Doing the Right Thing

Our son, Casper, is 6.  He talks earnestly about “catching baddies”.  He has a pretty black and white view of baddies and the appropriate treatment for them.  When he says this I ask him “how can you tell who the baddies are?”  So far he has, very sensibly, entirely ignored the question.

I don’t blame him,  It is an absurdly complex question that humanity as a whole has failed to adequately address, so far.  It depends, so much, on your perspective, the priorities you are applying and what you can actually see from where you are.

It is comforting to look at extremes, where the judgement is easy, but most of life is not like that, most of life is far more nuanced and most of life, is the decisions we take every day.

Every decision we take has consequences.  It creates our future and influences the futures of others, both close to us and far away.  We cannot possibly know all of the remote consequences of our decisions.  If we do stop to think about all of the consequences we end up frozen in the glare of a million long term searchlights.  We can’t eat (unless we grow it ourselves), we can’t travel (unless we walk) and so on.

If we take on the responsibility of everything we stop.  We have to take a more pragmatic approach.

It turns out, according to Paul Zak, that Oxytocin is the “moral molecule”, it is what enables feelings of trust and empathy.  It is produced naturally in the body, but has a half life of about three minutes and so dissipates quickly.

Oxytocin is inhibited by testosterone and stress and it’s absence allows us to make sociopathic choices.  Testosterone and stress are both increased in competitive situations.  Oxytocin is increased when we show or are shown trust and is stimulated by hugs.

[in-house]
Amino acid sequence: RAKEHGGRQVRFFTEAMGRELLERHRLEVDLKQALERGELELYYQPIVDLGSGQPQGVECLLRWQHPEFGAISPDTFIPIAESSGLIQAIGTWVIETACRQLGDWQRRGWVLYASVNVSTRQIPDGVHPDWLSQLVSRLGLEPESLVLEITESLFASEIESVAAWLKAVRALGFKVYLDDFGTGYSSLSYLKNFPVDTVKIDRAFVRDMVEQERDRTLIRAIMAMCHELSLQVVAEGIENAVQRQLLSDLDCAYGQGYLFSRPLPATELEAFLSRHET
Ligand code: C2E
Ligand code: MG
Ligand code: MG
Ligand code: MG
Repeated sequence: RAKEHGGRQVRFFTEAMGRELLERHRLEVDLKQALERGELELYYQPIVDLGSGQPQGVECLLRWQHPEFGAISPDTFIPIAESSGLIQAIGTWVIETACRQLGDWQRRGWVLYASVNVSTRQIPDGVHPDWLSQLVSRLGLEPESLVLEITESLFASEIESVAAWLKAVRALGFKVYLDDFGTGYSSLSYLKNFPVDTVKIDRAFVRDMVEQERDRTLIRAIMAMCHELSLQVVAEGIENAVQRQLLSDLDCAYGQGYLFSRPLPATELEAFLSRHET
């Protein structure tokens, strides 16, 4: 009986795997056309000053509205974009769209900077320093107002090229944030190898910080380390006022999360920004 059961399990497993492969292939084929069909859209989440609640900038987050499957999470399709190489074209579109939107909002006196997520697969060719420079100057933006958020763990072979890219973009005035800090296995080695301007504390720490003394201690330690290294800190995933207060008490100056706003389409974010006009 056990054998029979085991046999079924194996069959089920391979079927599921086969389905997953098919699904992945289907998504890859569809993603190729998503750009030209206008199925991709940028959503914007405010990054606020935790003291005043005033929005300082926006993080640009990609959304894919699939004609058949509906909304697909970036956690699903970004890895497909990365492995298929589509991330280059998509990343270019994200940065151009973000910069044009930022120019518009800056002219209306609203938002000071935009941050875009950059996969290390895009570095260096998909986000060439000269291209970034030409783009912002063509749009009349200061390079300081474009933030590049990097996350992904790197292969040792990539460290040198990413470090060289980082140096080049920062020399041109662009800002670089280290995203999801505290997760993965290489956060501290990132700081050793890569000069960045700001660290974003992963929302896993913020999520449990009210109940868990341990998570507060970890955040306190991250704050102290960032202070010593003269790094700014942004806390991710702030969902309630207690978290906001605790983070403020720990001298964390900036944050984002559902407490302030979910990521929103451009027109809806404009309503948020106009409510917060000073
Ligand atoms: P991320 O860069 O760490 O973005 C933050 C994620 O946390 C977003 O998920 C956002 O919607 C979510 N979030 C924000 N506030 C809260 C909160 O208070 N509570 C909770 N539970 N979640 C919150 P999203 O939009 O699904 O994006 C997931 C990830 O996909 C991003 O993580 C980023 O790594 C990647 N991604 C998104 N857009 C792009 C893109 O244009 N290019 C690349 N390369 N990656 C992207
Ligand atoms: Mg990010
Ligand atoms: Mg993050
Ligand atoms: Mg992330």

If we want to take decisions which minimise harm and maximise good, therefore, we must take them in safe. trusting and affectionate surroundings.  We must avoid taking them when we are stressed or feel under pressure.  (Like during an all night emergency European leadership summit meeting – for example).

The horrors that have been and are still vested on the world can only be done in dehumanized situations, where stress and testosterone are maximized and humanity, love, empathy and Oyxtocin are avoided.  The dictators tactic of choice is, specifically to dehumanize the opposition and at the same time exaggerate the threat they pose, to persuade ordinary people to do horrific things.

If we want to take good long term decisions at work, at home and in government, we must, as far as possible humanise our environment by encouraging love and empathy.  We can start as Paul Zak suggests, with a minimum of eight hugs a day.

nx

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nx

Neil Crofts
authentic business
+34 646391384
neil@neilcrofts.com
www.neilcrofts.com
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About Neil Crofts

Writer, coach and consultant on authentic business and authentic leadership. Neil has inspired and motivated hundreds organisations and thousands of individuals to their highest potential. Neil has written three published books and numerous e-books. Neil is a coach, facilitator and consultant helping people and businesses find their authentic purpose and use it to inspire and motivate them to be everything that they can be. Neil has raced cars, been self-employed, run a company and sold it, been employed by large companies, experienced growth and contraction at the heart of the dotcom boom, tried changing companies from the inside and from the outside as European Head of Strategy at internet consultancy/rock band Razorfish. Neil has been independent for over 10 years and delivered his Authentic Leadership message to a diverse range of business audiences including people at BP, Shell, Microsoft, Kraft Foods, MSN, Jamie Oliver, South Gloucestershire Council, National Blood Transfusion Service, KaosPilots Business School, Fashion company By Malene Birger, German technology company Eleven.
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